Skip to contents
Uptown, Edgewater, Rogers Park

Andersonville’s Octavio Rebrands As The Bird Cage, A Restaurant-Club Where ‘Bondage Meets Cabaret’

The Bird Cage has a stage for performances, a DJ booth, massive disco balls and a "bondage wall."

Martin Cournane, center on swing, poses with staff at The Bird Cage, 5310 N. Clark St.
Joe Ward/Block Club Chicago
  • Credibility:

ANDERSONVILLE — An upscale Mexican restaurant on Clark Street has rebranded as The Bird Cage, an inclusive and body-positive restaurant-club in the heart of Andersonville.

Octavio Cantina & Kitchen, 5310 N. Clark St., reopened July 10 as The Bird Cage, which owner Martin Cournane describes as “bondage meets cabaret.”

While Octavio was a trendy and vibrant restaurant and bar, The Bird Cage is an adult-themed spot complete with a stage for performances, a DJ booth, massive disco balls and a “bondage wall.”

“This is not dinner theater,” Cournane said. “It’s a place where people can come and let their hair down.”

Credit: JOE WARD/ BLOCK CLUB CHICAGO
Burlesque dancers are depicted throughout The Bird Cage, 5310 N. Clark St.

Cournane, who owns Lady Gregory’s, LG’s Bar in Old Town and Wilde in Lakeview, opened Octavio in March 2018. The restaurant was known for its elevated Mexican dishes and a lively atmosphere.

But Cournane said he wanted a more lively, nightclub-like atmosphere with a focus on personal expression and inclusivity. One of Octavio’s most popular features was a drag brunch, which routinely sold out. He decided he wanted to go more in the direction of a performance venue and nightlife spot.

The idea had been circulating in Cournane’s head when the coronavirus hit, causing the closure of Octavio’s 6,000-square-foot dining room.

“In my mind I wanted to do some kind of rebrand,” Cournane said. “Then COVID happened. There was nothing going on inside, so I thought it was as good a time as any.”

A stage, enhanced with a swing and an overheard, pink-colored catwalk, are front-and-center in the new restaurant. Booths near the stage hide massive speakers, and the space in front of the stage is intended to act as a dance floor. A gold, human-sized bird cage is in the rear of the space, near the bondage wall.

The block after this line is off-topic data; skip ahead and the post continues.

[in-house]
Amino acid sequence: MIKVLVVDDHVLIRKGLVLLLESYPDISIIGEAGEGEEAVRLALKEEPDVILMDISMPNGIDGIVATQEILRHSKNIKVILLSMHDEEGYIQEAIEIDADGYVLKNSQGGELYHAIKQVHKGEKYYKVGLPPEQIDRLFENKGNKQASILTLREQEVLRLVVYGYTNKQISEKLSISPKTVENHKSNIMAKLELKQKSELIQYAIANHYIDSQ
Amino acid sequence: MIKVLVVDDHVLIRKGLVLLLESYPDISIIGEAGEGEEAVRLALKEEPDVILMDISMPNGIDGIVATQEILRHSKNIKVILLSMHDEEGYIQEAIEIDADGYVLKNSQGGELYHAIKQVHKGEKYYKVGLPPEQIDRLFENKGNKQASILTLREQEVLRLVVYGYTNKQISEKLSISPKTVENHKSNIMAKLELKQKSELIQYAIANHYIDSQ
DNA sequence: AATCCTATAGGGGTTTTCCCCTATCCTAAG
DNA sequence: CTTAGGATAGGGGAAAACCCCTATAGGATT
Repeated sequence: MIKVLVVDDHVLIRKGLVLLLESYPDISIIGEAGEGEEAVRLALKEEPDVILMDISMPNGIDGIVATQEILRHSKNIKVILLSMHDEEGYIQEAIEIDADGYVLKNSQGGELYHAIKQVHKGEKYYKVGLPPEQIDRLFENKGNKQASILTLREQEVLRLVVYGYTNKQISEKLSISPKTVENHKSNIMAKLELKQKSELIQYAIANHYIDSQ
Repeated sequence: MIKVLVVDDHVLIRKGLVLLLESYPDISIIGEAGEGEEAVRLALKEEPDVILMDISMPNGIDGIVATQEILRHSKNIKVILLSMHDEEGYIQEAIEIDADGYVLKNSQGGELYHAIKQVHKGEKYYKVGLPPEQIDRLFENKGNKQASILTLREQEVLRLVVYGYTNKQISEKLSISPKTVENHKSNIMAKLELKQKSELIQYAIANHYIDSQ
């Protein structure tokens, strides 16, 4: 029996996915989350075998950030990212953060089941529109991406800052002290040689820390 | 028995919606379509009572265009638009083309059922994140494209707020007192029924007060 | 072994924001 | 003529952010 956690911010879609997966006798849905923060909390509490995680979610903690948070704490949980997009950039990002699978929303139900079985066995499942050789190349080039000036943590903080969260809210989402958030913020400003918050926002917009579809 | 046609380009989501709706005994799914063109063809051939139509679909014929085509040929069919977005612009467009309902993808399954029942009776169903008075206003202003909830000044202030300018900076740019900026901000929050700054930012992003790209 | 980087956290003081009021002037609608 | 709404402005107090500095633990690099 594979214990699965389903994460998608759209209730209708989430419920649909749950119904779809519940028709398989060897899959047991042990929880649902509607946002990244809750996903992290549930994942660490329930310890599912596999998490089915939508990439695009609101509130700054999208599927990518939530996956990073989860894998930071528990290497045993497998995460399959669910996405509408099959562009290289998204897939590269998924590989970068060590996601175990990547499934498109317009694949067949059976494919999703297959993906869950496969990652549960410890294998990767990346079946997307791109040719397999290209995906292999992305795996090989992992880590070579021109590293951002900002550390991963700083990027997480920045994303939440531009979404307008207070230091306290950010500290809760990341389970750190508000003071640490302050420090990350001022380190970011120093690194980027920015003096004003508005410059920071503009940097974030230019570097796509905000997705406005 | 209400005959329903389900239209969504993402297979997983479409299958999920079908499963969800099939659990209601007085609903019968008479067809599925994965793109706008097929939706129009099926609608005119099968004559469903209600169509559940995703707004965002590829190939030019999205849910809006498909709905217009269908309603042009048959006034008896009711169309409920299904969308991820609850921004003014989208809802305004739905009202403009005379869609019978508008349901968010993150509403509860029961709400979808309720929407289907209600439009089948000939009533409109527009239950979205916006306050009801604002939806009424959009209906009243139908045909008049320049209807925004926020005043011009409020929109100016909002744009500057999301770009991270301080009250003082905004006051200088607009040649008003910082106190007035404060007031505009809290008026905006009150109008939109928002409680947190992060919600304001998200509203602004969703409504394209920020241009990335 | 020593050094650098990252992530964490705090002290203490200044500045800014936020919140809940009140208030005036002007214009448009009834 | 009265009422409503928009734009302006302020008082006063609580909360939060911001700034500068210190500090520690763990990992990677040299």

Credit: JOE WARD/BLOCK CLUB CHICAGO
The Bird Cage’s “bondage wall.”

The bondage wall is framed by red curtains and highlights BDSM equipment, including an X-shaped plank with wrist restraints. Cournane said employees have to frequently disinfect the restraints, as the wall has become a popular photo opportunity at the new space.

Murals throughout the club depict an array of burlesque dancers, including those with diverse body types, genders and races. Cournane also commissioned a photo shoot in the new spot, the framed photos also highlighting the diversity and inclusivity that The Bird Cage wants to be known for, he said.

“This started before all the protests,” Cournane said. “Now everyone knows how badly this is needed. Especially in the gay community.”

As people and institutions think through their role in racism, LGBTQ establishments are also reconciling with exclusive practices. Boystown, in recognizing its problems with racism and transphobia, is even considering a neighborhood name change.

The Bird Cage will not hold events like “Latin night” or “hip-hop night,” Cournane said, in an effort to be as inclusive as possible.

“A big part of this was creating this space and message that will really have a positive effect in our community,” he said. “Especially in the gay community, sometimes that message is needed.”

The Bird Cage has retained about half of Octavio’s menu, with the addition of wood-fired pizzas and lighter fare like a salmon club and “power bowls.” A new cocktail program has been implemented to mesh with the new nightlife vibe of the establishment.

The restaurant’s name is not a reference to the 1996 movie “The Birdcage,” about the gay owners of a drag club, though Cournane doesn’t mind if people make that association.

The name was inspired by the feathered boas that adorn the murals throughout the space. “Cage” is a reference to the bondage theme, Cournane said.

“The idea is: whatever you’re into,” he said. “If you’re not bothering any one, do your thing.”

The Bird Cage, 5310 N. Clark St., is open 4 p.m. to close Monday-Friday and noon to close Saturday-Sunday. For more information, click here.

Credit: JOE WARD/BLOCK CLUB CHICAGO
The Bird Cage’s patio at 5310 N. Clark St.

Subscribe to Block Club Chicago. Every dime we make funds reporting from Chicago’s neighborhoods.

Already subscribe? Click here to support Block Club with a tax-deductible donation.